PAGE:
John 18:33-38 — Pilate then went back inside the palace, summoned Jesus and asked him, “Are you the king of the Jews?” “Is that your own idea,” Jesus asked, “or did others talk to you about me?” “Am I a Jew?” Pilate replied. “Your own people and chief priests handed you over to me. What is it you have done?” Jesus said, “My kingdom is not of this world. If it were, my servants would fight to prevent my arrest by the Jewish leaders. But now my kingdom is from another place.” “You are a king, then!” said Pilate. Jesus answered, “You say that I am a king. In fact, the reason I was born and came into the world is to testify to the truth. Everyone on the side of truth listens to me.” “What is truth?” retorted Pilate. With this he went out again to the Jews gathered there and said, “I find no basis for a charge against him.
This brief exchange shows the reality that Jesus' words are, at best, confusing to those who have already rejected the idea of truth.
Imagine for a second a person who believes the only reason ISIS exists is as a cover-up US government operation intended to force American to become a dictatorship. Could anyone convince them otherwise? What if another person was just as adamant that ISIS is really just a bunch of run-of-the-mill Muslims that are simply following the Qur’an and no other factors whatsoever are involved in their actions other than attempting to further Islam. Could they convince anyone of their idea? Throw a 3rd idea in the mix of someone who is absolutely certain the ISIS can only exist because of the reality of the violence of Islam, but that it is not that factor alone. It is also related to their sense of victimhood identity in which they cannot see any internal flaws in Islam itself, but are taught that all of their problems are caused by outsiders from the West. These people all have something in common: all have made up their minds that their personal perspective about an extremely complex issue is what they will stick to come what may, even without any one of them truly having a full comprehension into the situation.
Ideas are powerful, and the ideas people believe determine how they will live. Ask a member of ISIS, for example, what they believe in and why they act as they do. Ideas shape people, families, cultures, and civilizations. But are all ideas equally valid?
Nowadays, everybody has an opinion. Social media (Facebook, etc.) champions the idea that you have a voice which deserves to be heard, even if you have not read the article you are commenting on, and even if you have not actually studied Primary Source material, and even if you are just sharing your opinions, you feel as though what you have to say should be just as valuable, and has just as much claim to truth as anybody else that comments, even if your ideas don’t stand up to logical scrutiny, and even if you’re proven wrong “well, that is just what you think…”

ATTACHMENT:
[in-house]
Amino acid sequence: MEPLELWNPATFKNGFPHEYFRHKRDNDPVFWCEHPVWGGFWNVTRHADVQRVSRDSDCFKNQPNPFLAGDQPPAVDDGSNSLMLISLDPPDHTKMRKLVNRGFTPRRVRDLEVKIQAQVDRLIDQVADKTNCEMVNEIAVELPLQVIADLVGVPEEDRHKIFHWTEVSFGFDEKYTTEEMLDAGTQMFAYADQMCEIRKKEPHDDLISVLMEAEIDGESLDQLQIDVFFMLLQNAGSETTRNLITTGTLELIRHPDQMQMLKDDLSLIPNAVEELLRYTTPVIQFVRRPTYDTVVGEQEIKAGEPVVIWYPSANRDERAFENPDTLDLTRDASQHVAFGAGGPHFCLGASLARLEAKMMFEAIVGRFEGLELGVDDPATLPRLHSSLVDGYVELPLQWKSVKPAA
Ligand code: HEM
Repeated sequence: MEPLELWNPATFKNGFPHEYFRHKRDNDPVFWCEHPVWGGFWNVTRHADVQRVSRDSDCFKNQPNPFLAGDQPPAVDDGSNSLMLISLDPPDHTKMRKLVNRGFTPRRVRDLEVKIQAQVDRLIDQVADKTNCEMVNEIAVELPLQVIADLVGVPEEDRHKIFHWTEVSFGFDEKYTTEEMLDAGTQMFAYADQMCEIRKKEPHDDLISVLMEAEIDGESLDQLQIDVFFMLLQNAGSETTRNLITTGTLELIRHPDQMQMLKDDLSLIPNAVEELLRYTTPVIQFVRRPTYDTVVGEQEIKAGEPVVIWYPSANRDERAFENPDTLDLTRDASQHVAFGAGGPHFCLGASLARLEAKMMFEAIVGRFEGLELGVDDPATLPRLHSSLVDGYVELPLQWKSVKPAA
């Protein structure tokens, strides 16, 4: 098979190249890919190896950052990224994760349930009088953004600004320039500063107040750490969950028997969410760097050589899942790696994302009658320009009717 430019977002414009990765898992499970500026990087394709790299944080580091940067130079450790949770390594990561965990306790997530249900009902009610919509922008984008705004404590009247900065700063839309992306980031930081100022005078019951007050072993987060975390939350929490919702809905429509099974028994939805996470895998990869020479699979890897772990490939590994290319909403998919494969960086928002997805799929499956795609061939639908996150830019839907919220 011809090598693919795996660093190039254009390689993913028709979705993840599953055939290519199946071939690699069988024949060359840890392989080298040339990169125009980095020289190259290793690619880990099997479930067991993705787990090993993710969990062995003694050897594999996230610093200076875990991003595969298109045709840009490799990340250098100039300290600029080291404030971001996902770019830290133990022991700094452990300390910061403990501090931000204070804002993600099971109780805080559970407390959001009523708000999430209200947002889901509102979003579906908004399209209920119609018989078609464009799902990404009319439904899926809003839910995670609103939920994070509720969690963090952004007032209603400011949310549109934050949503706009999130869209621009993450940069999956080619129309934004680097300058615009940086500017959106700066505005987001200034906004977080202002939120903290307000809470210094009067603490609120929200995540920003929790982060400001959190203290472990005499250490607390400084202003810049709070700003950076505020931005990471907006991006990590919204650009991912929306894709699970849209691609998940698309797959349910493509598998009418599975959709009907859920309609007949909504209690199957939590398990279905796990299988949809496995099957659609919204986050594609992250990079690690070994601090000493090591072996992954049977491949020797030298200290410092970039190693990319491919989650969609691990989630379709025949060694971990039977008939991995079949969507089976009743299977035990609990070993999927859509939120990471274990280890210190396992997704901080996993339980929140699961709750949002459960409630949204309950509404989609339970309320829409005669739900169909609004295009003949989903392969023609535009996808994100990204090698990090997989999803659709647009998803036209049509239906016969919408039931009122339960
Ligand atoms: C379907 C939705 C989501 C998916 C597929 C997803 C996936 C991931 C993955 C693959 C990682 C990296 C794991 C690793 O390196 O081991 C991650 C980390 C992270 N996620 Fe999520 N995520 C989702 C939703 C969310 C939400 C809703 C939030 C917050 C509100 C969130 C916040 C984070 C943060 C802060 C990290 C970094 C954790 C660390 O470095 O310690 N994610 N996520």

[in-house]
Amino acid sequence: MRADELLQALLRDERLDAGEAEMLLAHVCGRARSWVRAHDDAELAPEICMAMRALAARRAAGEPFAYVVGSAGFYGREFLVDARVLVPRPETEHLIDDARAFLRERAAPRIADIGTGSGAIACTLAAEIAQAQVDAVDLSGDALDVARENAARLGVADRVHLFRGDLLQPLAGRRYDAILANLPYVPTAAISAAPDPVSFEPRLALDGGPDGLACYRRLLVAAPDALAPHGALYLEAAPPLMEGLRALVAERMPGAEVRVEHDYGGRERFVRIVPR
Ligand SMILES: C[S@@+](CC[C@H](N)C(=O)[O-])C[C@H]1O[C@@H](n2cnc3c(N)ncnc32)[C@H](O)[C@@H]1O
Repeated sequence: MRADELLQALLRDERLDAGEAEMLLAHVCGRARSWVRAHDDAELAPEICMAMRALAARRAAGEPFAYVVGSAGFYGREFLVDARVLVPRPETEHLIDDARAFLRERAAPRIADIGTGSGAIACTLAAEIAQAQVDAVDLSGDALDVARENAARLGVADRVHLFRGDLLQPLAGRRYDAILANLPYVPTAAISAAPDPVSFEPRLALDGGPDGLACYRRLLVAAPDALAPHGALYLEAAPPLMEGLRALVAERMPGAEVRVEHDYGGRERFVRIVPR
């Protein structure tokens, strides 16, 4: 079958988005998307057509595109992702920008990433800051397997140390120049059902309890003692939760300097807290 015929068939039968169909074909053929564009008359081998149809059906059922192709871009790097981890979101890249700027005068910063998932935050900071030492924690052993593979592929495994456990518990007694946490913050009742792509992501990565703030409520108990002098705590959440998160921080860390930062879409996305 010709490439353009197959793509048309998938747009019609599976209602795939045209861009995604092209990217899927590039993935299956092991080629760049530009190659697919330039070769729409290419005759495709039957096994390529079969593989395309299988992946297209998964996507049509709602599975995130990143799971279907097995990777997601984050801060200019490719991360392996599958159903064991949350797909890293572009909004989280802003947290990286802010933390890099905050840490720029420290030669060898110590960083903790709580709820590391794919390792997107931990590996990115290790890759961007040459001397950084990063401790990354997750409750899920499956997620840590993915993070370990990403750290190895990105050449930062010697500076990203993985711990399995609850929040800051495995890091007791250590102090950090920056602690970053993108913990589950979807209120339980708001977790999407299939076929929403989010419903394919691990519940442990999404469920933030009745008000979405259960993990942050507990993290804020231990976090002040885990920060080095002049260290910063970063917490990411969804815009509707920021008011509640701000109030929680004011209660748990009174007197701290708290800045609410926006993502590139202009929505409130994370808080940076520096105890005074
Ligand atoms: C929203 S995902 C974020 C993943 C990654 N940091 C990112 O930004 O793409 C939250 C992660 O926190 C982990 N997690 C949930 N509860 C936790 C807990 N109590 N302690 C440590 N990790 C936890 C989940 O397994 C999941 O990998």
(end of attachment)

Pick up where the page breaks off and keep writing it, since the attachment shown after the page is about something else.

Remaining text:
We have a problem as people in America right now. We are so inundated with information that we have forgotten what truth is amidst the flood of ideas in the market place of intellectual exchange (the internet).
At most colleges, impressionable young people are taught there is no such thing as “transcendent truth.” Consequently, any point of view is encouraged as though they're equally valid since Humanism says that by all of us working together we can achieve perfection as a species. “We can figure it all out if we just put our heads together.”
Of course, not all ideas are equal. We have to have a way to measure, to test, to decide which ideas are objectively better or worse than others. In short, we must judge the ideas that exist in the world today. Our culture hates the idea of objective truth, that some things are a certain way no matter what anyone, including myself things about them. To avoid this uncomfortable reality, our world does everything it can to say, “don’t judge others,” or even “who are you to determine what is ‘true’ for someone else! Let them decide to believe whatever they want to believe. You have no right to judge their ideas.” But even “not judging” is judging in a different way, it is judging that all are equal, but such a judgment ultimately becomes self-contradictory upon inspection. So we are brought back full circle to judging all ideas again anyway, even the idea of “not judging” which must be ultimately rejected.
So, in the mess of ideas out there today, you and I must come into the debate saying this “I could be wrong about this.” If I am wrong, I will accept it like a man, or woman, and own up to it. I won’t keep fighting for my pride, I will accept that I was wrong. Everybody is wrong once in a while. This takes humility, a Christian value, that isn’t very widespread in any circle.
To dialogue and seek truth also requires critical, but clear and logical thinking. You cannot afford to simply accept whatever is told to you from any source, and that includes our own preconceived notions; we must put those on the scales of truth as well.